It was just another Tuesday. I was sitting at my desk, browsing through hundreds of photos on Getty Images for the magazine, and feeling quite pleased with myself that my Rich & Skinny (yes, the brand; a total oxymoron if there ever was one) cropped jeans weren’t cutting into my abdomen as they would have if being sick the previous week hadn’t taken 5lbs off my bulk.
Then I heard the little tinkling sound my computer makes whenever a new email comes in, and, switching windows to my work email, there it was: an invitation to attend Chris Botti’s concert at the Petronas Philharmonic Hall that very evening, as part of the press, and my editor’s message above it asking if I wanted to go for it.
It was a small gesture, an insignificant one that required no obligation to acknowledge. But it was big enough to bring all the memories, and all the feelings, rushing back — the giddy happiness, the crippling sadness, and the irrational anger. They were there nearly four years ago, and, to my horror (and I will admit, relief), they are still there today.
Happiness that I was there all those years ago in Singapore to share this with you. Sadness that it was that same trip to Singapore that brought everything I had wanted, everything I had hoped for, crashing down to the point where it could never be dug back up. Anger, so much anger, that I had never been able to salvage things and make up for the mistakes I made.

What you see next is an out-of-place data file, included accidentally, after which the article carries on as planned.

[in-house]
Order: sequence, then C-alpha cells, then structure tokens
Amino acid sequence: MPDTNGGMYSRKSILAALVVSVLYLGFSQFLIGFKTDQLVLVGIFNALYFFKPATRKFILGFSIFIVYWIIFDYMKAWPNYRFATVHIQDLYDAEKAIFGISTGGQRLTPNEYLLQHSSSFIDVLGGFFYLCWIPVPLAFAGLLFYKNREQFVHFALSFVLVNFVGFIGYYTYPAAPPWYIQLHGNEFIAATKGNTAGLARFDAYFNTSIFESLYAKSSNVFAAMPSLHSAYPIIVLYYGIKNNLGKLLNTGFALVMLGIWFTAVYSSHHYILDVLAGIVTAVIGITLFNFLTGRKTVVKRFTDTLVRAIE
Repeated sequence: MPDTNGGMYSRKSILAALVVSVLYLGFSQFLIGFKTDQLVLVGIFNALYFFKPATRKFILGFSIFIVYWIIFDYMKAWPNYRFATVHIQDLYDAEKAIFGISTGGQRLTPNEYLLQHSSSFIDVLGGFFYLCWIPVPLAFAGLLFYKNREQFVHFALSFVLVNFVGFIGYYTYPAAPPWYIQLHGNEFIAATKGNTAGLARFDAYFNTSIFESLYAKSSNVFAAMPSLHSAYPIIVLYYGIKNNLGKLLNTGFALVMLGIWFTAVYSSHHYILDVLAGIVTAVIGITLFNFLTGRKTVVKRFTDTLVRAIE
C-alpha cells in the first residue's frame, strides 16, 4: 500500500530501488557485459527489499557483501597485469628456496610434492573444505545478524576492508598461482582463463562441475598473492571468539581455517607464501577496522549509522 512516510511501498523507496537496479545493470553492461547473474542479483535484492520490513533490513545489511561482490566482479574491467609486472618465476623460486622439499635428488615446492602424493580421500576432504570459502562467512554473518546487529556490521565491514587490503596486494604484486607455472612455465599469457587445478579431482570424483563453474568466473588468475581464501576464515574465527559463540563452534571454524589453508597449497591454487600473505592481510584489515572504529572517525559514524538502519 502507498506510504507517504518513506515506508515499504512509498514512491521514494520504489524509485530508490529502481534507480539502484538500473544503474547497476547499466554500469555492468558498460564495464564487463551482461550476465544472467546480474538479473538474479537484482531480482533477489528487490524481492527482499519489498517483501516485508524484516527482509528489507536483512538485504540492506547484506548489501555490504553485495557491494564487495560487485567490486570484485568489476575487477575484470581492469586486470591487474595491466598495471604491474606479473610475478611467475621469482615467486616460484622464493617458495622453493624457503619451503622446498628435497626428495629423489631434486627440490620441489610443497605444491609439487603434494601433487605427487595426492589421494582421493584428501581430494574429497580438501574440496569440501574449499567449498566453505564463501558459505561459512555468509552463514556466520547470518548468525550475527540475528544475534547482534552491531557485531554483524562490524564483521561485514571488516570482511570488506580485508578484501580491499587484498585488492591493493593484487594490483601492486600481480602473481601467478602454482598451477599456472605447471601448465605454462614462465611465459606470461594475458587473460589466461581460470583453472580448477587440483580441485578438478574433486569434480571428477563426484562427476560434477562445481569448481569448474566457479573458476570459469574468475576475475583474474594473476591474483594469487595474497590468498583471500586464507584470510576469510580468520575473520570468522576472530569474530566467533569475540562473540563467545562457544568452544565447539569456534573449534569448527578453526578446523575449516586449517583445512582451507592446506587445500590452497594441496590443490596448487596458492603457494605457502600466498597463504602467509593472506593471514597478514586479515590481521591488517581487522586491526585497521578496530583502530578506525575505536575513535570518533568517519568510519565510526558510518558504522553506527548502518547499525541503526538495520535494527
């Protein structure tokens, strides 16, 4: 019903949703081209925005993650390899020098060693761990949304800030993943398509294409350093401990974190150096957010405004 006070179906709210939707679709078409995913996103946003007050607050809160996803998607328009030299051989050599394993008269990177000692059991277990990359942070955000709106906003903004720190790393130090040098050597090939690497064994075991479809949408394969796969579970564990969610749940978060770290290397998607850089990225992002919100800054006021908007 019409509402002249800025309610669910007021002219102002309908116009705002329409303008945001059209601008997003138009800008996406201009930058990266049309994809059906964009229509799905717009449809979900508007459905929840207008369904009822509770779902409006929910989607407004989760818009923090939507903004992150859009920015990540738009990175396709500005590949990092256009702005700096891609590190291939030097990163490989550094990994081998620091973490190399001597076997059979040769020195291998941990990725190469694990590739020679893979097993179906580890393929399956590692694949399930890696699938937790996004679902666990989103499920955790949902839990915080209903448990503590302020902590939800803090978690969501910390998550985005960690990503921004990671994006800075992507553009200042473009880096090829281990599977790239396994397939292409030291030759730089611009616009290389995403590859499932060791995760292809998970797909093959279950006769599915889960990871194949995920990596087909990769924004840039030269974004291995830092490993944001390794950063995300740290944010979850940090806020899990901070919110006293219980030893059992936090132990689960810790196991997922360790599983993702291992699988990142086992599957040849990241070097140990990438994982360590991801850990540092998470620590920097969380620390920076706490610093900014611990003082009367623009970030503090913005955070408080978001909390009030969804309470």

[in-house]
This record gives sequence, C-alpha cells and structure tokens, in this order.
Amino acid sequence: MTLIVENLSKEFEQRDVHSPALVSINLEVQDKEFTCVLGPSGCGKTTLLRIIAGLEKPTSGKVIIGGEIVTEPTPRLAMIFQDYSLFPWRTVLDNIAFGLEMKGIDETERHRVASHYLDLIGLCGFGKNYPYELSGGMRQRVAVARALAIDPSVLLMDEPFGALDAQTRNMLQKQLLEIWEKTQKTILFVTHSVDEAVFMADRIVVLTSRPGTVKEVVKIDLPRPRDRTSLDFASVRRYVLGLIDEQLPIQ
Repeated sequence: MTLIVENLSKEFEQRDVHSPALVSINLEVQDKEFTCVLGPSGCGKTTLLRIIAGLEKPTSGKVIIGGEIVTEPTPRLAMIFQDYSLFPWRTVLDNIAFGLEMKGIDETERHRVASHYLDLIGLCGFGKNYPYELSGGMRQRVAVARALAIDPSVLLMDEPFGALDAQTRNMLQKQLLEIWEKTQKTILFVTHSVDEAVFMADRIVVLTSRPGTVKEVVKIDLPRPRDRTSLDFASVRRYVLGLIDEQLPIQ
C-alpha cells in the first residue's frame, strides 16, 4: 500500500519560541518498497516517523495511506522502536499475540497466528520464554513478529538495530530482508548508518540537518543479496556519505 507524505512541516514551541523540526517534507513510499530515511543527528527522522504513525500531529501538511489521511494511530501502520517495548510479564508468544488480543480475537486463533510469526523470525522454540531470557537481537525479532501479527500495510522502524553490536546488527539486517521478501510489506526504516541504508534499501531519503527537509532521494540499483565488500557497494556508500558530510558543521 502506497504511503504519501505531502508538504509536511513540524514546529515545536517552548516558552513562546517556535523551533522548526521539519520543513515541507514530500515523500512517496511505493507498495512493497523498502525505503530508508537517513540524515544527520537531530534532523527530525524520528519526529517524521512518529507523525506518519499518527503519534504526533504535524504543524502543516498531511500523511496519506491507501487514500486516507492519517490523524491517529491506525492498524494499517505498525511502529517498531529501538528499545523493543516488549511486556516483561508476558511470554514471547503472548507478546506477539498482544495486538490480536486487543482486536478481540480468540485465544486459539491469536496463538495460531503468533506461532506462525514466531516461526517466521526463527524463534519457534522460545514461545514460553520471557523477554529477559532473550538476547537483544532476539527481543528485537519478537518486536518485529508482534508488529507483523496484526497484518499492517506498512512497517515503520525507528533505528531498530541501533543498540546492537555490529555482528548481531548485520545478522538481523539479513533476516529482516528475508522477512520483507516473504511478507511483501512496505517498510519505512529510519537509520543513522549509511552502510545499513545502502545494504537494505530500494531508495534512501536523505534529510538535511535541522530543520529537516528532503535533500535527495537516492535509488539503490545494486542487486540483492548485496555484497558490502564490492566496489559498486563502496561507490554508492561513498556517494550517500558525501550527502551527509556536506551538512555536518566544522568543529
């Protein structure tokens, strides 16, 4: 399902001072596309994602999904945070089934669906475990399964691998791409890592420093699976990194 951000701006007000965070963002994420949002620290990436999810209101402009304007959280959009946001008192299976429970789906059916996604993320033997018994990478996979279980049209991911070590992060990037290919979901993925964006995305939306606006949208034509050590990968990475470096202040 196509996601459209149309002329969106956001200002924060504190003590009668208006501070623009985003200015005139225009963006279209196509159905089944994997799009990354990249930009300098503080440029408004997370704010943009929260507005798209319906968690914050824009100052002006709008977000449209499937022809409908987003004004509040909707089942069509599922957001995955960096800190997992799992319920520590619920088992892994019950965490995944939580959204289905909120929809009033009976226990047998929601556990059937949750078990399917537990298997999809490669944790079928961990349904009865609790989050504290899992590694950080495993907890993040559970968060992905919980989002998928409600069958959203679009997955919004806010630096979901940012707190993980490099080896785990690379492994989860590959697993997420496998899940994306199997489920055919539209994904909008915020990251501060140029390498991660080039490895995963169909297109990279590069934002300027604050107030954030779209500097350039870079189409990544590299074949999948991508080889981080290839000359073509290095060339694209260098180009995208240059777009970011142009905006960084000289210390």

I thought those feelings had died. I thought that what I suspected was a reaction to the way I handled certain things in my life — none of which concerned you — had helped me stamp out the last sliver of feeling I had left for what you probably deemed my ‘pathetic predicament’. But now I realize that my anger and misdirected resentment had masked all those other feelings, and when that anger died down, the only thing it left behind was sadness. Sadness all over again. Sadness that somehow, we (or just I) had managed to drag everything down to this, to a point where it’s as if neither of us ever existed in each other’s lives.
And so I made the decision not to go. Childish and cowardly though it may have been, but I knew in my bones that you would be there, and I couldn’t run the risk of seeing you, or worse, bumping into you at the concert.
You see, my problem is that I cannot (a) see, (b) think or (c) be reminded of you without having that beautiful, excruciating pain return, and Chris Botti happens to be (d) all of the above.